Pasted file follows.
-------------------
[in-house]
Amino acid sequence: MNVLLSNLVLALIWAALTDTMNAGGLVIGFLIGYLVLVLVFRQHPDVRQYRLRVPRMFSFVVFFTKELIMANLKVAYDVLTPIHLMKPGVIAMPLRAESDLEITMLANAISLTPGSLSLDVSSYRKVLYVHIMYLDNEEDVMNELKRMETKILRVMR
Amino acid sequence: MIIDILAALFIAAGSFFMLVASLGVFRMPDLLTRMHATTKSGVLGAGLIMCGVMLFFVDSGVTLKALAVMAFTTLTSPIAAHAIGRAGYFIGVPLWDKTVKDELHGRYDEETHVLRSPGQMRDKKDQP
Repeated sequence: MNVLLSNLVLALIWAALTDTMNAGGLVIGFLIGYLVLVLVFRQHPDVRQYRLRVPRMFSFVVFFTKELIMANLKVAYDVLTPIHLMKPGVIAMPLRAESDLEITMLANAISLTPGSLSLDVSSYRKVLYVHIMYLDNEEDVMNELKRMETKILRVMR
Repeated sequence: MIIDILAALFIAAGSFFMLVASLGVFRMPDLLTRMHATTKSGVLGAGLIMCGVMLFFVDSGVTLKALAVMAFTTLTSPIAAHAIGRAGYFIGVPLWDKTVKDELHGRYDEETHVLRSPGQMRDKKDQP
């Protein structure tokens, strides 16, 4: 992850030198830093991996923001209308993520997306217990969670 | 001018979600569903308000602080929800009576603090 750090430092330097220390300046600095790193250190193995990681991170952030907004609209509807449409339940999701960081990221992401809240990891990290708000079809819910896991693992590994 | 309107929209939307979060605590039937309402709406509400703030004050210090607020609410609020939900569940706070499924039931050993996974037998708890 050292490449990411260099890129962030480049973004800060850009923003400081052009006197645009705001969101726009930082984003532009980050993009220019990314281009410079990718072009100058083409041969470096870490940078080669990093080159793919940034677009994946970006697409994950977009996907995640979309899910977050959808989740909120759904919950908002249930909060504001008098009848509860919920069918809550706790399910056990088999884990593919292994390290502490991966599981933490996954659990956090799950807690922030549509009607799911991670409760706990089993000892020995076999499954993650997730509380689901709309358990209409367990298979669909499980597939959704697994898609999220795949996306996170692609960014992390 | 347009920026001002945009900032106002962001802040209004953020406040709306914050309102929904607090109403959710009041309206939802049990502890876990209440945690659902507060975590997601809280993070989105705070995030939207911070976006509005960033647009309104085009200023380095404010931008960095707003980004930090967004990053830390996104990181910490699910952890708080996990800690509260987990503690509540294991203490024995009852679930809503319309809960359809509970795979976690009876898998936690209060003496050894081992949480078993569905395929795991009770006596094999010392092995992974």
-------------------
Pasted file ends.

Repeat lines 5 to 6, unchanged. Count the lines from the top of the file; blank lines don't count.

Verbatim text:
Repeated sequence: MIIDILAALFIAAGSFFMLVASLGVFRMPDLLTRMHATTKSGVLGAGLIMCGVMLFFVDSGVTLKALAVMAFTTLTSPIAAHAIGRAGYFIGVPLWDKTVKDELHGRYDEETHVLRSPGQMRDKKDQP
């Protein structure tokens, strides 16, 4: 992850030198830093991996923001209308993520997306217990969670 | 001018979600569903308000602080929800009576603090 750090430092330097220390300046600095790193250190193995990681991170952030907004609209509807449409339940999701960081990221992401809240990891990290708000079809819910896991693992590994 | 309107929209939307979060605590039937309402709406509400703030004050210090607020609410609020939900569940706070499924039931050993996974037998708890 050292490449990411260099890129962030480049973004800060850009923003400081052009006197645009705001969101726009930082984003532009980050993009220019990314281009410079990718072009100058083409041969470096870490940078080669990093080159793919940034677009994946970006697409994950977009996907995640979309899910977050959808989740909120759904919950908002249930909060504001008098009848509860919920069918809550706790399910056990088999884990593919292994390290502490991966599981933490996954659990956090799950807690922030549509009607799911991670409760706990089993000892020995076999499954993650997730509380689901709309358990209409367990298979669909499980597939959704697994898609999220795949996306996170692609960014992390 | 347009920026001002945009900032106002962001802040209004953020406040709306914050309102929904607090109403959710009041309206939802049990502890876990209440945690659902507060975590997601809280993070989105705070995030939207911070976006509005960033647009309104085009200023380095404010931008960095707003980004930090967004990053830390996104990181910490699910952890708080996990800690509260987990503690509540294991203490024995009852679930809503319309809960359809509970795979976690009876898998936690209060003496050894081992949480078993569905395929795991009770006596094999010392092995992974």